sudo gdisk /dev/sdb GPT fdisk (gdisk) version 0.8.7 Partition table scan: MBR: not present BSD: not present APM: not present GPT: not present Creating new GPT entries. Command (? for help): p Disk /dev/sdb: 125045424 sectors, 59.6 GiB Logical sector size: 512 bytes Disk identifier (GUID): 525BD309-1EB5-4DEB-BD64-079173AEA9DF Partition table holds up to 128 entries First usable sector is 34, last usable sector is 125045390 Partitions will be aligned on 2048-sector boundaries Total free space is 125045357 sectors (59.6 GiB) Number Start (sector) End (sector) Size Code Name Command (? for help): n Partition number (1-128, default 1): First sector (34-125045390, default = 2048) or {+-}size{KMGTP}: Last sector (2048-125045390, default = 125045390) or {+-}size{KMGTP}: Current type is 'Linux filesystem' Hex code or GUID (L to show codes, Enter = 8300): Changed type of partition to 'Linux filesystem' Command (? for help): p Disk /dev/sdb: 125045424 sectors, 59.6 GiB Logical sector size: 512 bytes Disk identifier (GUID): 525BD309-1EB5-4DEB-BD64-079173AEA9DF Partition table holds up to 128 entries First usable sector is 34, last usable sector is 125045390 Partitions will be aligned on 2048-sector boundaries Total free space is 2014 sectors (1007.0 KiB) Number Start (sector) End (sector) Size Code Name 1 2048 125045390 59.6 GiB 8300 Linux filesystem Command (? for help): w Final checks complete. About to write GPT data. THIS WILL OVERWRITE EXISTING PARTITIONS!! Do you want to proceed? (Y/N): Y OK; writing new GUID partition table (GPT) to /dev/sdb. The operation has completed successfully.  Then I create an EXT4 filesystem in the new partition:  sudo mkfs.ext4 /dev/sdb1
mke2fs 1.42.8 (20-Jun-2013)
Discarding device blocks: done
warning: 81 blocks unused.

Filesystem label=
OS type: Linux
Block size=4096 (log=2)
Fragment size=4096 (log=2)
Stride=0 blocks, Stripe width=0 blocks
3915216 inodes, 15630336 blocks
781515 blocks (5.00%) reserved for the super user
First data block=0
Maximum filesystem blocks=4294967296
477 block groups
32768 blocks per group, 32768 fragments per group
8208 inodes per group
Superblock backups stored on blocks:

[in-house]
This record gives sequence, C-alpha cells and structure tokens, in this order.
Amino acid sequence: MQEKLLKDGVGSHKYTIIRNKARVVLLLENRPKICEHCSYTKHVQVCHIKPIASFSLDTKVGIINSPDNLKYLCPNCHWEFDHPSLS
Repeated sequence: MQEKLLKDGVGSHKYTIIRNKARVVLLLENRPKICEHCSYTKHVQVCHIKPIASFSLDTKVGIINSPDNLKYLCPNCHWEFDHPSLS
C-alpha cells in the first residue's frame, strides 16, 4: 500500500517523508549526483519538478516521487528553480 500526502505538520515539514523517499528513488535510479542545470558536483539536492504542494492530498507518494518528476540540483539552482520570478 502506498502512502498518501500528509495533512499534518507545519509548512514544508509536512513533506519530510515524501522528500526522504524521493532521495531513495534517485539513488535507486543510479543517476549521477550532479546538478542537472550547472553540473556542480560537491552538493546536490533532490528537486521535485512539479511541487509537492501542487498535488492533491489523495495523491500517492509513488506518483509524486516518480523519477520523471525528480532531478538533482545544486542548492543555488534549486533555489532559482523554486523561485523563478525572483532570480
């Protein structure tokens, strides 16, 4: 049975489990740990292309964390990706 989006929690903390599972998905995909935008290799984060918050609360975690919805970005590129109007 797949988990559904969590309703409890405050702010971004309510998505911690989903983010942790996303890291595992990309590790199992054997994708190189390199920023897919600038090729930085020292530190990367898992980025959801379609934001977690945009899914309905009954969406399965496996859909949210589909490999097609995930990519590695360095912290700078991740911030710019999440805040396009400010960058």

32768, 98304, 163840, 229376, 294912, 819200, 884736, 1605632, 2654208,
4096000, 7962624, 11239424

Allocating group tables: done
Writing inode tables: done
Creating journal (32768 blocks): done
Writing superblocks and filesystem accounting information: done


And finally I mount it:

$sudo mkdir /mnt/ssd$ sudo mount /dev/sdb1 /mnt/ssd/
cd /mnt/ssd/  As far as partition alignment issues go, the partition was created starting at sector 2048, so we're fine. Now for the dd benchmark:  sudo dd if=/dev/zero of=tempfile bs=1M count=1024 conv=fdatasync,notrunc
1024+0 records in
1024+0 records out
1073741824 bytes (1.1 GB) copied, 9.70329 s, 111 MB/s

$echo 3 | sudo tee /proc/sys/vm/drop_caches 3$ dd if=tempfile of=/dev/null bs=1M count=1024
1024+0 records in
1024+0 records out
1073741824 bytes (1.1 GB) copied, 3.87424 s, 277 MB/s

\$ dd if=tempfile of=/dev/null bs=1M count=1024
1024+0 records in
1024+0 records out
1073741824 bytes (1.1 GB) copied, 0.179846 s, 6.0 GB/s


When I run the final command 5 times and average the results, the mean buffer read time is 5.7 GB/s. The above benchmark showed that the write speed is 111 MB/s and the (unbuffered) read speed is 277 MB/s. The three benchmarks all agree with each other and are in the right range of other SSD drives tested by others.

A final note is that while the two SATA ports in the T420 are SATA III (6.0 Gb/s, or 600 MB/s), the mSATA port is limited to SATA II (3.0 Gb/s, or 300 MB/s) (reference). My (unbuffered) read speeds are approaching link capacity. It would be interesting to see my laptop's performance using a standard-sized SSD with the other SATA interfaces. Maybe someday I'll put one in.

Finally, I unmount the drive and wipe it using the ATA Secure Erase command, as outlined on the Arch wiki. One caveat was, during step one, that the status was reported as "frozen" until I suspended and then resumed, then it was "not frozen" and I could proceed.

## Software

Because this post is long enough, I'll split it here. I've decided to completely re-format my drives so I can start from scratch. I will use a dual-boot setup with Windows 7 and Arch Linux. I'll keep Windows 7 on the hard drive (I rarely use it, so why devote valuable SSD space to Windows?). I'll use LVM on LUKS for Arch with data split between both drives, fully encrypted.